I like metaphor, imagery and well-sustained conceit -so I read books.
Janelle Monae makes me feel lazy because I don't want to take the time to decipher the message behind her Android suites. Perhaps all it takes to enter her "Cybertronic Purgatory" is a bit of time researching her intent. Maybe reading a few interviews, or doing some Googling. It could even be in the liner notes. The thing is, I'm on the treadmill with 3 miles still to go, and you're asking me to identify the "Wolfmasters" and join them on their melodic "March."
Well Rihanna tells me exactly what a Rude Boy is, and why she wants one -so I think I'll switch to that playlist.
Monae has plenty to say. Sincrerely Jane asks "what good is love if it burns bright, and explodes in flames?" While Cold War warns "In this life you spend time running from depravity. You better know what you're fighting for."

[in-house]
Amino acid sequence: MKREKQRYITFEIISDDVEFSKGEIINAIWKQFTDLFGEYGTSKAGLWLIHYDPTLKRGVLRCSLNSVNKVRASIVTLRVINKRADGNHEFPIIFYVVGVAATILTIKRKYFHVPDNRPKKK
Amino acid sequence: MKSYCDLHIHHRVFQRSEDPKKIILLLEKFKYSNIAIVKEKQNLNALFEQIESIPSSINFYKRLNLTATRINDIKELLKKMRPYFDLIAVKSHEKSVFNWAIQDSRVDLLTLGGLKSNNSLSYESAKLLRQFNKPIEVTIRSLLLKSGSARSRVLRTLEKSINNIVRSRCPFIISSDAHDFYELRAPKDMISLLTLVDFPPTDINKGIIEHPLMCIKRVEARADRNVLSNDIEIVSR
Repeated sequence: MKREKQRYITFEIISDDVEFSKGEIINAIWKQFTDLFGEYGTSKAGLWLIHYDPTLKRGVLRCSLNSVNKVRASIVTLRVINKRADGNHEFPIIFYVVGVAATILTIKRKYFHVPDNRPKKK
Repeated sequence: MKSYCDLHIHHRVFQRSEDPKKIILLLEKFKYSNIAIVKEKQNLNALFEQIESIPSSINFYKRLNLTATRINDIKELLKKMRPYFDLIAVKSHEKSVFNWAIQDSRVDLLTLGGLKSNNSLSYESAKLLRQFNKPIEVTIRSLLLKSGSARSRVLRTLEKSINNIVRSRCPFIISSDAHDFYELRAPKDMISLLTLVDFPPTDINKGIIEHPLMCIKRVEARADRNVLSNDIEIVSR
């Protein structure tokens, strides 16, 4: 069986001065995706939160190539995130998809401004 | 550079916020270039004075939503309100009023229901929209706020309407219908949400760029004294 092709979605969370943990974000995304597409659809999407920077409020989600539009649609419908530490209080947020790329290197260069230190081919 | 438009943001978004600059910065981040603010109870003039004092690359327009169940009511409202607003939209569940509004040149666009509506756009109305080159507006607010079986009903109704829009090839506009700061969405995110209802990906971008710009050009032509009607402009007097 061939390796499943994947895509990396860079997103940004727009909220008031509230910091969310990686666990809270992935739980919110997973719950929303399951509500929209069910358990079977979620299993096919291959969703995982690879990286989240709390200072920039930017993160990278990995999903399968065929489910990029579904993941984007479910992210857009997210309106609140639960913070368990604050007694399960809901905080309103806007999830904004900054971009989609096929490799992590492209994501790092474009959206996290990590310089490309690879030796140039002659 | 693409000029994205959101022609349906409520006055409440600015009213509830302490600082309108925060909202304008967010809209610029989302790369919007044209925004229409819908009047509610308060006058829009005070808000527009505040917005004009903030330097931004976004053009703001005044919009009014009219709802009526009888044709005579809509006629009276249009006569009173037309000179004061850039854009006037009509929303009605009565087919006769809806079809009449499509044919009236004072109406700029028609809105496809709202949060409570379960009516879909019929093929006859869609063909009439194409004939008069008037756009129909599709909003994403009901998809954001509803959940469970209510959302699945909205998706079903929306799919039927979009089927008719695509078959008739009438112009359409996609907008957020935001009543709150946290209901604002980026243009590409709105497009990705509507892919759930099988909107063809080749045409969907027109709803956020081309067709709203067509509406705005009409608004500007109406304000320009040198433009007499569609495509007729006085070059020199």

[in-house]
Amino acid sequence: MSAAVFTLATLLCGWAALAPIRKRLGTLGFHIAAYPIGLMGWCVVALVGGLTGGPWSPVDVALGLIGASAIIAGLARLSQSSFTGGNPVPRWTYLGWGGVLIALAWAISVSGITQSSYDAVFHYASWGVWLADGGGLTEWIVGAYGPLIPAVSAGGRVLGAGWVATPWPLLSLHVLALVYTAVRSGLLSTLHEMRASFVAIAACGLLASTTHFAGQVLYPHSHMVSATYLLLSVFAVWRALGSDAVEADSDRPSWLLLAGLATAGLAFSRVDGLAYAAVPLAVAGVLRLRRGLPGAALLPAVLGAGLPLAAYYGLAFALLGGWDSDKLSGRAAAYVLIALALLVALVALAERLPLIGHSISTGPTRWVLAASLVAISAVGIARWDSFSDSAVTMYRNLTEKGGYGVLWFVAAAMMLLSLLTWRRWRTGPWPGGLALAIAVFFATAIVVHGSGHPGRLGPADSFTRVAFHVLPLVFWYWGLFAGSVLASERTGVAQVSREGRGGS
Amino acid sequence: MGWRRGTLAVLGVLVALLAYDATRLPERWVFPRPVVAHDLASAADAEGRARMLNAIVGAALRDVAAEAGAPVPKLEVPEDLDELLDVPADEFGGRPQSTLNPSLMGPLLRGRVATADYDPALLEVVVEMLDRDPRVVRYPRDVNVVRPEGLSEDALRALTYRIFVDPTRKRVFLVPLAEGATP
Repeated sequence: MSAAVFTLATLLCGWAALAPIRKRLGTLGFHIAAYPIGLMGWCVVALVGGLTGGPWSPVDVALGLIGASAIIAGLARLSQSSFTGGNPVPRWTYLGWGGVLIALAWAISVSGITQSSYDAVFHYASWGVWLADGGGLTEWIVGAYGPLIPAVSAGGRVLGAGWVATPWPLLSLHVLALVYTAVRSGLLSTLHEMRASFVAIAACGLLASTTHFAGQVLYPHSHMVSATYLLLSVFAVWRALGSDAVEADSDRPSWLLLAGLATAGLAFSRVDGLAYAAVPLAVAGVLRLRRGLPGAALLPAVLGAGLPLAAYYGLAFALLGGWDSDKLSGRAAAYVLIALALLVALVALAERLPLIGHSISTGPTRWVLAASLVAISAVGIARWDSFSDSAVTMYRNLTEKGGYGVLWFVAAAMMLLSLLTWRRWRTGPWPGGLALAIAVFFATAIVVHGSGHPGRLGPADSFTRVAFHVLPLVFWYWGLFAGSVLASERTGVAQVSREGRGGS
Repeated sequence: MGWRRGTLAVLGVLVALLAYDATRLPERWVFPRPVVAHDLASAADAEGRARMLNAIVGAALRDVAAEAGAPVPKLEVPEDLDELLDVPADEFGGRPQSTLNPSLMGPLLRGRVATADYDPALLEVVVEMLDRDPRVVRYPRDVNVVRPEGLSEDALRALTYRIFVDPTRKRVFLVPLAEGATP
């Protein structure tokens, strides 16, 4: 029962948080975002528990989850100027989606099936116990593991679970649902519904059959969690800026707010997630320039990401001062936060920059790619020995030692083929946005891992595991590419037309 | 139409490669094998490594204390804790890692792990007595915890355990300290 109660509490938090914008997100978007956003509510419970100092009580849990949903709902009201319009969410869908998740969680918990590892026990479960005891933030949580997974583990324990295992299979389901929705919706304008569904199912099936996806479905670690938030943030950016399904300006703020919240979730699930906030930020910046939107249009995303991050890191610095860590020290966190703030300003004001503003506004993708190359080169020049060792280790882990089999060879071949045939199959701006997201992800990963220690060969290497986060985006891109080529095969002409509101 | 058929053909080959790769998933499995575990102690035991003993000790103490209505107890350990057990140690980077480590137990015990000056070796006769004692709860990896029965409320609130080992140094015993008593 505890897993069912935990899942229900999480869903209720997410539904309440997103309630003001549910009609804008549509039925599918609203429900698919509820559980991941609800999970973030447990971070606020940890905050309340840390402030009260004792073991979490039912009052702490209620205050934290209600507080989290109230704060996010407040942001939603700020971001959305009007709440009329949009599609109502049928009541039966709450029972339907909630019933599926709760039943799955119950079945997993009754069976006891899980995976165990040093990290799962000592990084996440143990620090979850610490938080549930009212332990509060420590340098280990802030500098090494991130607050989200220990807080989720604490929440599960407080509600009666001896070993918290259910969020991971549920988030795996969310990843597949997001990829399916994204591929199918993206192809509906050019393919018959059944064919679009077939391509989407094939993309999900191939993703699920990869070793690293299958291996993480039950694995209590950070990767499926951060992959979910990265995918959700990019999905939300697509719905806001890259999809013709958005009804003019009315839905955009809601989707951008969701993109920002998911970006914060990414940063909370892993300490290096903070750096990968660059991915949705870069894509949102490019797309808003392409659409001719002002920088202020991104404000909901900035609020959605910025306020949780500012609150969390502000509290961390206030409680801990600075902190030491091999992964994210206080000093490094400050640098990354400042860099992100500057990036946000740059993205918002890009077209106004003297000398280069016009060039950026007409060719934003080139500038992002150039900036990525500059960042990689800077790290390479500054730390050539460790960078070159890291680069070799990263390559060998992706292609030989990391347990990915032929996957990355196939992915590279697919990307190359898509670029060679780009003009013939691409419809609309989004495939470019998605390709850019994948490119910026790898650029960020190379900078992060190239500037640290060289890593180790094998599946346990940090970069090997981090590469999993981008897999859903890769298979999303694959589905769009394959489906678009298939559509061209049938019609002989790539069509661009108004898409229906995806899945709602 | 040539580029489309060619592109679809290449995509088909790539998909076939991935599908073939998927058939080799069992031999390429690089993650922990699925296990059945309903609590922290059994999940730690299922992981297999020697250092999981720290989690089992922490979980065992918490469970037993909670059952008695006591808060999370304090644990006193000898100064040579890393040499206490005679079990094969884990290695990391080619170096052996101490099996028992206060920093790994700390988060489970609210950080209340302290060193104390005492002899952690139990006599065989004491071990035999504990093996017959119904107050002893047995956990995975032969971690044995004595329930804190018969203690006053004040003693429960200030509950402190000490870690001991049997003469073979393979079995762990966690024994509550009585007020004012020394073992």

Observant statments, made all the better by her assured delivery. The problem is that her intent is ultimately lost in the messy metaphor that frames her effort.
What is Metropolis? Why are we here? Who's Jane? And why do I have to listen to every one of your songs in succession before I have the slightest idea what you're talking about?
To be fair, listening to Metroplis or Android is a concession by nature. You've agreed to enter Monae's narrative, and figure it out from there. But she doesn't offer enough context to flesh out her fantasy. If these were books, they'd be paired with cliffnotes. But this is music -who wants to research an abstract in preparation for a playlist?
Track for track, most of the material on Metropolis and Android is engaging, refreshing and certainly more satisfying than a majority of what currently plays on Top 40 radio. But taken as a whole, it's a concept album that doesn't fully realize its concept.
You've given me the metaphor Monae; now balance it with something concrete.
The clip below is from the Idlewild soundtrack. It's a narrative that makes sense, and Monae sounds amazing (as always). That's all I'm asking.